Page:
An authenticator can optionally store a User Handle specified by the Relying Party when a new credential is created, however for backwards compatibility with U2F authenticators the User Handle is also allowed to be null. Regardless, the Relying Party still needs to know which credentials are associated with each user, so that it can verify the credential used is actually owned by that user, and not someone else:
Identify the user being authenticated and verify that this user is the owner of the public key credential source credentialSource identified by credential.id:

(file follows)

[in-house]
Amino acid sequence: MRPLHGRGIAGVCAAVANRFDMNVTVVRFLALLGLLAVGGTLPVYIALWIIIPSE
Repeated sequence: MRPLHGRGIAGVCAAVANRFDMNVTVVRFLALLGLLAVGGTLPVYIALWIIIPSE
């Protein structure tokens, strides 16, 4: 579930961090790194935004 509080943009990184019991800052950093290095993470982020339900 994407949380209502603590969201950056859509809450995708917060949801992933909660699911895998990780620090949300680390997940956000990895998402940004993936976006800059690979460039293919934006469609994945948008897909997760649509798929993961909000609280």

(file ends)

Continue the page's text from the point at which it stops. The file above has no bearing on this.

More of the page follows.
If the user was identified before the authentication ceremony was initiated,
verify that the identified user is the owner of credentialSource. If credential.response.userHandle is present, verify that this value identifies the same user as was previously identified.
If the user was not identified before the authentication ceremony was initiated,
verify that credential.response.userHandle is present, and that the user identified by this value is the owner of credentialSource.
So to answer your question, the Relying Party must associate credentials with users, and authenticators may associate credentials with users.
Due to the possibility of lost authenticators:
Relying Parties SHOULD allow and encourage users to register multiple credentials to the same account.